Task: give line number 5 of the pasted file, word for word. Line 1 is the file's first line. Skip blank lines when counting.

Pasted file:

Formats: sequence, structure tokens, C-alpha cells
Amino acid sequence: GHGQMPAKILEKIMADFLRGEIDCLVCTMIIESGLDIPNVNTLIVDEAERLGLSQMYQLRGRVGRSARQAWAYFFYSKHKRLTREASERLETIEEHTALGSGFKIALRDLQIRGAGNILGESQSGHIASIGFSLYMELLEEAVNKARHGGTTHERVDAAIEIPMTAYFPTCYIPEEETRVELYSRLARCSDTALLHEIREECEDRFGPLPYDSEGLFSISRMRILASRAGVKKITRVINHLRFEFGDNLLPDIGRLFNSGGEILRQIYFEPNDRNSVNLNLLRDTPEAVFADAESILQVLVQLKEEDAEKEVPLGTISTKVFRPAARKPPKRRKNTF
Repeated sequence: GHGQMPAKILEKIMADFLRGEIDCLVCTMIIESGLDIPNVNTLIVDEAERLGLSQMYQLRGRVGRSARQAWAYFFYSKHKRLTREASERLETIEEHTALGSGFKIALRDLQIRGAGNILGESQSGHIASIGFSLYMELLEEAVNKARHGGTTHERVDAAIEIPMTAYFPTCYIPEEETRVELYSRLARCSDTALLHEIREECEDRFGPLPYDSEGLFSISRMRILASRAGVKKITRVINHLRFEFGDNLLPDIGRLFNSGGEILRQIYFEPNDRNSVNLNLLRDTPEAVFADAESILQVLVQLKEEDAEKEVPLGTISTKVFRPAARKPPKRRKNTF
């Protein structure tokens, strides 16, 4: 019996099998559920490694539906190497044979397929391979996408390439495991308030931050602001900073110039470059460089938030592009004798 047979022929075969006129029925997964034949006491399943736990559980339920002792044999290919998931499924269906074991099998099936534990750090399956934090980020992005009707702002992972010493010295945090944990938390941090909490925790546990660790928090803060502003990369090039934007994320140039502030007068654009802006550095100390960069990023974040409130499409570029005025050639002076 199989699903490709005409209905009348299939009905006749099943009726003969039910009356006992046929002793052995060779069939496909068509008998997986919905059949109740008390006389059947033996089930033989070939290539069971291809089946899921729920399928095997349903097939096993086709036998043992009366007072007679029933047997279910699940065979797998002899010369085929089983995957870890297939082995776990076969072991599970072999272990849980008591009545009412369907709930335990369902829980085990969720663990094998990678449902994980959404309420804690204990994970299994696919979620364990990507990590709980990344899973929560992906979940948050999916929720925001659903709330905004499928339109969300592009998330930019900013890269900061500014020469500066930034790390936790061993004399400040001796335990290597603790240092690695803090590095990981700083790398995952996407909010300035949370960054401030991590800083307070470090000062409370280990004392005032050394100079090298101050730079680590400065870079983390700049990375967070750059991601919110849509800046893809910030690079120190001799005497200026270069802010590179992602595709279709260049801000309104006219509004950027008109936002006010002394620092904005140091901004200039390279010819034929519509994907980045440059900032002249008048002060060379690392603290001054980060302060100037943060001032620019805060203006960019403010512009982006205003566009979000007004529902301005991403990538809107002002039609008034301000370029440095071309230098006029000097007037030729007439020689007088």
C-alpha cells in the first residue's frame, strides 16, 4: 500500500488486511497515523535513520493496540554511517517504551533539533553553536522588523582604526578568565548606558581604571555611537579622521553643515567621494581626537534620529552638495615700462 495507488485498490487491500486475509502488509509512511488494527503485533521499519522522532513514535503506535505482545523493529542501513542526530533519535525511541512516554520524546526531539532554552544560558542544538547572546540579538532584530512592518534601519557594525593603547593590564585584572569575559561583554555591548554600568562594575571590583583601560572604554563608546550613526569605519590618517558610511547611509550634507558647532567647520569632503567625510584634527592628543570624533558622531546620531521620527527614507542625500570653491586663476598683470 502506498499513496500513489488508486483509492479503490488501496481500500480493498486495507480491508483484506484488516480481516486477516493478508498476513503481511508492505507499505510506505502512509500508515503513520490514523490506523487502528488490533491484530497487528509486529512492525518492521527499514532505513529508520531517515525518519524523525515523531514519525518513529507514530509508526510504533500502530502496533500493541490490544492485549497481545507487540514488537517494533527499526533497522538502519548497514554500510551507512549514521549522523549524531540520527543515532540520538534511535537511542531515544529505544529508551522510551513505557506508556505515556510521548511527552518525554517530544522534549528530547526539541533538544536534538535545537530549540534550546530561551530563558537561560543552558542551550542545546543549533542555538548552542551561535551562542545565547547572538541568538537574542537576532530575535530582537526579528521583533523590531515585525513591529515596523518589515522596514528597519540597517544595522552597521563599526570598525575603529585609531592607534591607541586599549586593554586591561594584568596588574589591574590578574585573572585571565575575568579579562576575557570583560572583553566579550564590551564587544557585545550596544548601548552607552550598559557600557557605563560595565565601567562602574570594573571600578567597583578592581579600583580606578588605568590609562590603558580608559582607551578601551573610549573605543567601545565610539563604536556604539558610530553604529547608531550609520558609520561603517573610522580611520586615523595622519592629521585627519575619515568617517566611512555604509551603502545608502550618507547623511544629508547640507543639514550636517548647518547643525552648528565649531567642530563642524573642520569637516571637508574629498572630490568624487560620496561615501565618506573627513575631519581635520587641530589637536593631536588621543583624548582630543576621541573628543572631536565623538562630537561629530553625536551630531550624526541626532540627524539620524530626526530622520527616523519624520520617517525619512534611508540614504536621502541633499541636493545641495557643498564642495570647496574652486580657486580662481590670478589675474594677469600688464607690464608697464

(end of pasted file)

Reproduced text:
C-alpha cells in the first residue's frame, strides 16, 4: 500500500488486511497515523535513520493496540554511517517504551533539533553553536522588523582604526578568565548606558581604571555611537579622521553643515567621494581626537534620529552638495615700462 495507488485498490487491500486475509502488509509512511488494527503485533521499519522522532513514535503506535505482545523493529542501513542526530533519535525511541512516554520524546526531539532554552544560558542544538547572546540579538532584530512592518534601519557594525593603547593590564585584572569575559561583554555591548554600568562594575571590583583601560572604554563608546550613526569605519590618517558610511547611509550634507558647532567647520569632503567625510584634527592628543570624533558622531546620531521620527527614507542625500570653491586663476598683470 502506498499513496500513489488508486483509492479503490488501496481500500480493498486495507480491508483484506484488516480481516486477516493478508498476513503481511508492505507499505510506505502512509500508515503513520490514523490506523487502528488490533491484530497487528509486529512492525518492521527499514532505513529508520531517515525518519524523525515523531514519525518513529507514530509508526510504533500502530502496533500493541490490544492485549497481545507487540514488537517494533527499526533497522538502519548497514554500510551507512549514521549522523549524531540520527543515532540520538534511535537511542531515544529505544529508551522510551513505557506508556505515556510521548511527552518525554517530544522534549528530547526539541533538544536534538535545537530549540534550546530561551530563558537561560543552558542551550542545546543549533542555538548552542551561535551562542545565547547572538541568538537574542537576532530575535530582537526579528521583533523590531515585525513591529515596523518589515522596514528597519540597517544595522552597521563599526570598525575603529585609531592607534591607541586599549586593554586591561594584568596588574589591574590578574585573572585571565575575568579579562576575557570583560572583553566579550564590551564587544557585545550596544548601548552607552550598559557600557557605563560595565565601567562602574570594573571600578567597583578592581579600583580606578588605568590609562590603558580608559582607551578601551573610549573605543567601545565610539563604536556604539558610530553604529547608531550609520558609520561603517573610522580611520586615523595622519592629521585627519575619515568617517566611512555604509551603502545608502550618507547623511544629508547640507543639514550636517548647518547643525552648528565649531567642530563642524573642520569637516571637508574629498572630490568624487560620496561615501565618506573627513575631519581635520587641530589637536593631536588621543583624548582630543576621541573628543572631536565623538562630537561629530553625536551630531550624526541626532540627524539620524530626526530622520527616523519624520520617517525619512534611508540614504536621502541633499541636493545641495557643498564642495570647496574652486580657486580662481590670478589675474594677469600688464607690464608697464